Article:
From the Teacher's Desk: Let's Talk Testing
Many educators could say of assessments, “can’t live with them, can’t live without them,” but good assessment is incredibly valuable. Good assessment practices can accurately measure a student’s performance and give us an indicator of what a student knows at any given point in time. Teachers should rely on these good assessment practices to monitor and evaluate student performance in their classrooms at all levels.
Standardized tests are designed to measure the knowledge and skills learned by students and then determine academic progress. Often these test scores are used to measure the “success” of the school, leading to drastic measures being taken for the sake of improvement. An example of this can be seen with some politically-motivated administrations choosing to “reconstitute” a school, meaning all staff are either released or reassigned. This may be one reason “assessment” has become a “bad” word in the educational community.
Mount Paran Christian School takes a positive approach and values good assessment practices. MPCS uses standardized assessment tools such as the MAP exam to measure our overall progress along with how we can best utilize our strengths to match student needs. While assessments are given on a variety of different scales, the MAP exam is given at a national scale to measure both school and personal progress. The exam is normed, meaning both the school and students are measured against their peers.
Other normed assessments include Advanced Placement (AP) exams given to students around the world on a particular date and time. These normed tests are not possible at individual schools because thousands of students are needed to create the normed sample. These tools aid in identifying areas of growth as well as areas where there are opportunities to improve overall instruction.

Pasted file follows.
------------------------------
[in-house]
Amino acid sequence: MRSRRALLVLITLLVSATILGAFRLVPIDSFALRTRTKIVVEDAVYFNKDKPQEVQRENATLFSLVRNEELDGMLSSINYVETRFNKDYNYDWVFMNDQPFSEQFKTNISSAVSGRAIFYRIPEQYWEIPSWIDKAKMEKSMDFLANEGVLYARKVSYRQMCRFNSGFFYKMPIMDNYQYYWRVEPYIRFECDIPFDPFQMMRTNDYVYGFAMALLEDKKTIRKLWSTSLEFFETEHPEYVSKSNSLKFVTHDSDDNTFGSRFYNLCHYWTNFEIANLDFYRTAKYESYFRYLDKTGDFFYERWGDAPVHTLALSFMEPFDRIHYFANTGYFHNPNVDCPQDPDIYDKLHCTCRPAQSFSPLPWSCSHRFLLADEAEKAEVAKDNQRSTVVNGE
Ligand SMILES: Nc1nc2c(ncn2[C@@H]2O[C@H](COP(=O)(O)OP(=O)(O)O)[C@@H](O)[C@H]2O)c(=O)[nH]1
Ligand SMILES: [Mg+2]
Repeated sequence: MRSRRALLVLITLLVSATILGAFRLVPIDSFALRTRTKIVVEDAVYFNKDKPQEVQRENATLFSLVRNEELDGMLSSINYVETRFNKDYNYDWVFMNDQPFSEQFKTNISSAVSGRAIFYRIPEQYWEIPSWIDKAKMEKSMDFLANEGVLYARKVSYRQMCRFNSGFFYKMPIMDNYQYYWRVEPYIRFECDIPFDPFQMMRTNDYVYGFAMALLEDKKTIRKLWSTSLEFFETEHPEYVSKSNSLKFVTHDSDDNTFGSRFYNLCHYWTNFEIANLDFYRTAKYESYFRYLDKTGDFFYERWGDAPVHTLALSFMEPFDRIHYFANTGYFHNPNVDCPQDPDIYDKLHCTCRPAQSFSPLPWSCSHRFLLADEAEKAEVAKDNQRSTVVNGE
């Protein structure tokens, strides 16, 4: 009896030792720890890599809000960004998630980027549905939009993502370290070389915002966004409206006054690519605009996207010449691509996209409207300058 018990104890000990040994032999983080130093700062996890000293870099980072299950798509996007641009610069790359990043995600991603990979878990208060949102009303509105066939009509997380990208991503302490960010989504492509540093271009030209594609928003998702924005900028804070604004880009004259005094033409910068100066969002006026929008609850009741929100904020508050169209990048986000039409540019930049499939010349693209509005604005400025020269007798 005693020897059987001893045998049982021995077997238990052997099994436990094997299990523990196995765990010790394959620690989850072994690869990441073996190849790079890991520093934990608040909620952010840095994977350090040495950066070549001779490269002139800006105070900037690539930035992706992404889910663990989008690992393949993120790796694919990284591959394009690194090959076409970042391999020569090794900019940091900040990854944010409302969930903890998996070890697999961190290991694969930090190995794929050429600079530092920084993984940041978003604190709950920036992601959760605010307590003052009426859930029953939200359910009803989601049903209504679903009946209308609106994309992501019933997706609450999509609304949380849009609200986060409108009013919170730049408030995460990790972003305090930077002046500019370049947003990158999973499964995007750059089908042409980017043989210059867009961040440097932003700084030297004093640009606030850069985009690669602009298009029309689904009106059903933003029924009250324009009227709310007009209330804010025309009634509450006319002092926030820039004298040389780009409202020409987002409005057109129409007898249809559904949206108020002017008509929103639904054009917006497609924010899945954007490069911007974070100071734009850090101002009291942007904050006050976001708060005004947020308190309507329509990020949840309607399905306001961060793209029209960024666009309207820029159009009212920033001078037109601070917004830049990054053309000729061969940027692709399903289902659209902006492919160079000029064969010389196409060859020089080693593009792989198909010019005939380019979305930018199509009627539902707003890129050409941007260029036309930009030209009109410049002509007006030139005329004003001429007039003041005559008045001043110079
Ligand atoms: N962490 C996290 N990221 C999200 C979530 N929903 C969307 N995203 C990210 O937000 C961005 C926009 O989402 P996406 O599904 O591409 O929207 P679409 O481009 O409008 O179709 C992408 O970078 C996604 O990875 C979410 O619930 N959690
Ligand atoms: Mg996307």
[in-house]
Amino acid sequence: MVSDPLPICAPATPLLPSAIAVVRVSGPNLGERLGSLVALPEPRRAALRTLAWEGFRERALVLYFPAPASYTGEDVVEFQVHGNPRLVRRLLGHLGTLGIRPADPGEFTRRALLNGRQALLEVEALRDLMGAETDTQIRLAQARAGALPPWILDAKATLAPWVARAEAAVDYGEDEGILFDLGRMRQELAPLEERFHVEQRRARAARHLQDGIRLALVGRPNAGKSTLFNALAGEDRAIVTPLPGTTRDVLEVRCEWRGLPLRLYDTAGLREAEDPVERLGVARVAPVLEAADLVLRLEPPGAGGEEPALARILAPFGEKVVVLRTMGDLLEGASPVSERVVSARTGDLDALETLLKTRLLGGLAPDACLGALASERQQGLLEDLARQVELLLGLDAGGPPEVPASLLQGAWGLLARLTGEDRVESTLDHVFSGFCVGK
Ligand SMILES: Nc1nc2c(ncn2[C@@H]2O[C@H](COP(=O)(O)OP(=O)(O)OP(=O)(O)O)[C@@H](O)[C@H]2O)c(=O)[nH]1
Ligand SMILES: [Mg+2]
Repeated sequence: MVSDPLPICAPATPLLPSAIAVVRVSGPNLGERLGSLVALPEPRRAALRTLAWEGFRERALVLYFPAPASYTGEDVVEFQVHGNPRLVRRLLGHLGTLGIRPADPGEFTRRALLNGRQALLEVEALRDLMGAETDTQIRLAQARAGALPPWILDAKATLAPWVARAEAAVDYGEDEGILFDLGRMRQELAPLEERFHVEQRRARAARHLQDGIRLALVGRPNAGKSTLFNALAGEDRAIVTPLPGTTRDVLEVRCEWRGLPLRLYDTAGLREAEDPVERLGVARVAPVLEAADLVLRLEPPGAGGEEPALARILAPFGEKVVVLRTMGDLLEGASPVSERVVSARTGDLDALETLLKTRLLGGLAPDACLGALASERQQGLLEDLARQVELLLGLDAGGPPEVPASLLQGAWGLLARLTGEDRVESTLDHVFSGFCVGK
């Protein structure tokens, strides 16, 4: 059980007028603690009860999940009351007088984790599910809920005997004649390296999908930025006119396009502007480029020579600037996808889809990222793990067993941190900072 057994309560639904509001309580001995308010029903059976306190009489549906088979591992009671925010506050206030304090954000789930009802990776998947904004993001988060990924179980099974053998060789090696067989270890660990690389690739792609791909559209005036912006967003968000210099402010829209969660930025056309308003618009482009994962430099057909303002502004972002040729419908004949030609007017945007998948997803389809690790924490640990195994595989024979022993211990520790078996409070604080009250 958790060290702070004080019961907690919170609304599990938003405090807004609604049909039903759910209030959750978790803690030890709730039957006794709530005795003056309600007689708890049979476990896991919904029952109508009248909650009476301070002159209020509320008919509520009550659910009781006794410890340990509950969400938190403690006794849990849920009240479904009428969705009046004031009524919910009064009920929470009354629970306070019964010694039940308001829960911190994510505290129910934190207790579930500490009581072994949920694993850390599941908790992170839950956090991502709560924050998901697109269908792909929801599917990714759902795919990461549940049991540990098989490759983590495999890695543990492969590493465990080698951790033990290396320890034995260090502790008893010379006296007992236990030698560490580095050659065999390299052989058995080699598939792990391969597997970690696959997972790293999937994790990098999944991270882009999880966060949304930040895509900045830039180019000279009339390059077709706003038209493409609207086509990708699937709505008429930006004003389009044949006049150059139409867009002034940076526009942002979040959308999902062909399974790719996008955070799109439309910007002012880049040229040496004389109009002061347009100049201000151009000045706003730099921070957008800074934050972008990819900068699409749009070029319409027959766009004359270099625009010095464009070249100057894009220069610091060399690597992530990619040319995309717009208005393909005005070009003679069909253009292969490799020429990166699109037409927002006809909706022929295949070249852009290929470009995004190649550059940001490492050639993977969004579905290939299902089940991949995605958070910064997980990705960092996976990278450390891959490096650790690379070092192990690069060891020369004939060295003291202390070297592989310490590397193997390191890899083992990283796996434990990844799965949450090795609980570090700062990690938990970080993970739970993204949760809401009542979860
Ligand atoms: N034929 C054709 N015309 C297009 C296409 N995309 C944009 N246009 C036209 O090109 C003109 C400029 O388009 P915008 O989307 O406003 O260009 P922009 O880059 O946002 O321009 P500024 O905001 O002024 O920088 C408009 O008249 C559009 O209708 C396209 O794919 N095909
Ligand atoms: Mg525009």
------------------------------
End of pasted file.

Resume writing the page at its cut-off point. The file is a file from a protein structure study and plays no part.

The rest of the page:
FORMATIVE AND SUMMATIVE ASSESSMENTS
We can also look at assessment within the individual classroom. Teachers will use the term “formative and summative assessments,” and it is important to understand the difference and how each is used within the classroom.
Formative assessments are individual assignments aimed at measuring a student’s understanding of a particular topic or standard taught. This might be in the form of an activity sheet, a map, or any type of project deemed to demonstrate overall understanding and comprehension from the student. Teachers should be using formative assessment data to gather information on student comprehension. If most students do not understand a concept as previously taught, the teacher will use that data to reteach the knowledge using a different style of pedagogy. This formative work prepares students for a summative assessment, which can also take a variety of forms in the individual classroom.